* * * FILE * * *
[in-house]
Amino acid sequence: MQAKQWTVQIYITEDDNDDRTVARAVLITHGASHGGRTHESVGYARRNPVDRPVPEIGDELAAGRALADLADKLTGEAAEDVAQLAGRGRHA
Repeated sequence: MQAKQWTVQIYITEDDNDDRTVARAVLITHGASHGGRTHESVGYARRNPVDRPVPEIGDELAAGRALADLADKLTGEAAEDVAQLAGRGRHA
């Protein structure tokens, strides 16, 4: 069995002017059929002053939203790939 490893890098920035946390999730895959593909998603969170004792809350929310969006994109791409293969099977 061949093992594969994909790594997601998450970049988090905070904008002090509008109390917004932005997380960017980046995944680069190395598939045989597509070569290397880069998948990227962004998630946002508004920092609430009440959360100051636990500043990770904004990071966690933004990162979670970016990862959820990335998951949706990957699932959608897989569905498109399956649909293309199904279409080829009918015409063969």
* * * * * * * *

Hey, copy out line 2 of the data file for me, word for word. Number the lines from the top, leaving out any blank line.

Amino acid sequence: MQAKQWTVQIYITEDDNDDRTVARAVLITHGASHGGRTHESVGYARRNPVDRPVPEIGDELAAGRALADLADKLTGEAAEDVAQLAGRGRHA